There have been many concerns about the program, which allows veterans to seek health care in the private sector outside the VA. Keynote speaker Rep. Corinne Brown (D-Fla.) pledged to make sure changes are made to the program.
Brown said the law required the VA to roll out the Choice program too quickly and promised to announce fixes on the House floor this summer.
Brown also was presented with a pilot study conducted by PVA on the concerns and needs of its female members. To learn more about that study and what’s being done to help women veterans, read Kovach’s columnSupport For Women Veterans in PVA From The Top on page 8.
Another big part of the annual convention is the election of national officers by the PVA Board of Directors.
Running unopposed and continuing for another year is, well, everyone. Kovach, Senior Vice President David Zurfluh, Treasurer Tom Wheaton and Secretary Larry Dodson were re-elected by acclamation.
However, the four vice president positions, even when running unopposed, require a ballot to be cast for the purpose of succession to the office of senior vice president in the event that Zurfluh would become unable to execute his duties.
Normally in situations such as this when the Board of Directors can vote for all four candidates, you’ll have someone who receives more votes than others. When all the votes were counted, there was still a four-way tie. Ken Weas, Hack Albertson, Joseph Fox Sr. and Charlie Brown all received the same number of votes. A decision on how to break the tie will be made in the future.
Closing out the week was a surprise announcement by Osamu “Simon” Nagata, executive vice president of Toyota Motor North America, who unveiled the comeback of the revolutionary stair-climbing iBOT wheelchair, developed by DEKA Research and Development in partnership with Toyota.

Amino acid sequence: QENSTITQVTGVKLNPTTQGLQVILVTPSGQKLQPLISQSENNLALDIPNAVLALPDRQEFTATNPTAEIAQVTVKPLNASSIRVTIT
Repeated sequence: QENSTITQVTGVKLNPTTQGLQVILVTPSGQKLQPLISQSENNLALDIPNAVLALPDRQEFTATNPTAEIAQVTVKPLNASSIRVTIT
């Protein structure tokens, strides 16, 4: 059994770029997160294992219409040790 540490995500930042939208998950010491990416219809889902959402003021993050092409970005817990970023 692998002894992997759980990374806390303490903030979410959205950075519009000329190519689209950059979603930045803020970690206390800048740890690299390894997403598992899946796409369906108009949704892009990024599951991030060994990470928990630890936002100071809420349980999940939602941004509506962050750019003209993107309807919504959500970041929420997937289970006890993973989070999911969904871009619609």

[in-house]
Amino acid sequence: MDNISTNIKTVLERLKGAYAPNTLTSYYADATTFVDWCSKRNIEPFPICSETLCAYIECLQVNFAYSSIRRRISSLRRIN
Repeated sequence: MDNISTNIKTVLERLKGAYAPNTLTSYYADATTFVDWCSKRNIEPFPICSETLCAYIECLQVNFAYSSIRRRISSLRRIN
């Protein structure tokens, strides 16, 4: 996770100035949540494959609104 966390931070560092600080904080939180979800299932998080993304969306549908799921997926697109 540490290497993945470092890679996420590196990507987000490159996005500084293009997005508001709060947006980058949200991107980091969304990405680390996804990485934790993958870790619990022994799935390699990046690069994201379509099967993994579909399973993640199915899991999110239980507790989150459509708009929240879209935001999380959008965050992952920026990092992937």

The next-generation iBOT, called the iBOT 2.0 prototype, allows users to “walk” up and down stairs using two sets of powered wheels that rotate. It also enables users to rise from a seated-level position to around 6-feet high and safely travel through a wider range of terrain, including rocky or uneven surfaces.
“The next generation of the iBot is much slimmer than its predecessor and offers 15 years of improvements in technology, which makes it a highly anticipated option for many Paralyzed Veterans of America members,” Gillums said.
See Ya’ Next Year
As the 70th Annual PVA Convention came to a close, thoughts and plans were already underway for next year’s event that will be close to the nation’s capital.
The 71st Annual Convention is set for May 16–20, 2017, at the Gaylord National Resort and Convention Center on the banks of the Potomac River in National Harbor, Md., just under an hour south of Washington, D.C.
For more information on this year’s or next year’s convention, visit pva.org.
Brittany Ballenstedt, Tom Fjerstad and Andy Nemann contributed to this article.
Certainty Of Purpose